The Road and Waiting for the Barbarians both had a very strict set of morals. The “good? in The Road was found by not eating human flesh; the same was found in Waiting for the Barbarians by not torturing your fellow man. Both of these moral standards are highly simplistic, reflecting the barren nature of the scenery in each of the novels. These stripped down standards can be found in almost every modern culture. They are the basis for civilized society. Cormac McCarthy and J.M. Coetzee make their scenes and landscapes as barren and empty as possible so that the unadorned morals are able to shine through. Had they created any lavish settings or more elegant characters, the theme of morality would have been lost. In modern civilized cultures we are held to stricter standards, without which our societies would crumble. By making the settings in these novels already crumbled or crumbling we are able to view unadulterated human nature. When faced with the choices that were forced upon the characters in Waiting for the Barbarians and The Road we can imagine what we would do in that situation, but we can never truly know because we still see the circumstances through our overly-ethical eyes.

I felt that the strongest difference between ‘The Road’ and ‘Waiting for Barbarians’ was the way they were written. ‘The Road’ was in a way, as we discussed in lecture, rushed. The lack of punctuation and chapters lead it to be so. But I don’t think ‘The Road’ was any less detailed than ‘Waiting for Barbarians’ was. They were both very detailed books, but ‘Waiting for Barbarians’ seemed like such a long, dreadful read. In ‘The Road’, not much happened, and when something did happen, it caught you by surprise, and got you that much more into the reading (especially, when they went into the basement, only to find fodder people, and when they ran out, the “bad guys? were on their way into the house. My heart skipped a beat or three). On the other hand, in ‘Barbarians’, I had to resort to all kinds of things to keep myself awake while reading the book. Throughout the book, every event seemed equally important/unimportant as the next.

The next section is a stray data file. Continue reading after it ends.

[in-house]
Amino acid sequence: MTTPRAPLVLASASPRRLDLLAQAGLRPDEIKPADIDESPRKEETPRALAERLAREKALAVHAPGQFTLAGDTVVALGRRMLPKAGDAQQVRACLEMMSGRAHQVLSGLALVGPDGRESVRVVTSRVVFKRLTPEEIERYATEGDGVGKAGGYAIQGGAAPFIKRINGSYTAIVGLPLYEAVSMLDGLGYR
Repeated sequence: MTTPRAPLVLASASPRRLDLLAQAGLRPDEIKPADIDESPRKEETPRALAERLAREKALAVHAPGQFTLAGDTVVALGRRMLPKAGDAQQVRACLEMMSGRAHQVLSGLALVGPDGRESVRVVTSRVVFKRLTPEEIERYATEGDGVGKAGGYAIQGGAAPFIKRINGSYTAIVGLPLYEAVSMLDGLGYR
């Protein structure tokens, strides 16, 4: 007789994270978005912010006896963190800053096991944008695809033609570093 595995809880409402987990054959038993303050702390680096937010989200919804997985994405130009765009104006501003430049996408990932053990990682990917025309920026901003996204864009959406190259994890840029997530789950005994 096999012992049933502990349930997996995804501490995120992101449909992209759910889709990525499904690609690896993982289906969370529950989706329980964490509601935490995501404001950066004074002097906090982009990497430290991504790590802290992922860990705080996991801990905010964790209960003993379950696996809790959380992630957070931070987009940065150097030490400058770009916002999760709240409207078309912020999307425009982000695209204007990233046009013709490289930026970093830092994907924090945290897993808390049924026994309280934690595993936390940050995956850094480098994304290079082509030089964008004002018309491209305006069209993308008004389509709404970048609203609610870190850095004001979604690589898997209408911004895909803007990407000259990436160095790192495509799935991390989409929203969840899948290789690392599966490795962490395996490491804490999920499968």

Concerning the Magistrate, sure he was creepy, lazy, dirty, wimpy, bossy, and did I mention creepy? But I instantly felt that he was a ‘real’ person. Real in the sense, that he was struggling immensely to figure out who he was and what he wanted in life. There was a battle between his morals, his desires, and his responsibilities going on in his head throughout the book. The first person narrative couldn’t have been more effective in conveying this. It was interesting how when asked if we liked the father in 'The Road', basically everyone agreed that it was hard not to admire him; but when asked about the magistrate, people had all sorts of mixed feelings- the same reaction a real person would have on others.

'Waiting for the Barbarians' had more of a plot than 'The Road'. There was more action and one did not have to sit around just waiting for something to happen every twenty pages. 'The Road' was easier to read. It was written in a simple for and there was not too much to it. I did have to watch out for those flashbacks. They were sometimes tricky to spot out. 'Waiting for the Barbarians' took effort to read. I was not into the whole plot of an old man trying to get with a young woman. That is just not okay in my mind. I mean yes he just wanted to live out the last of his life but still, when there is more than a twenty year age different, move on and do not be a creep.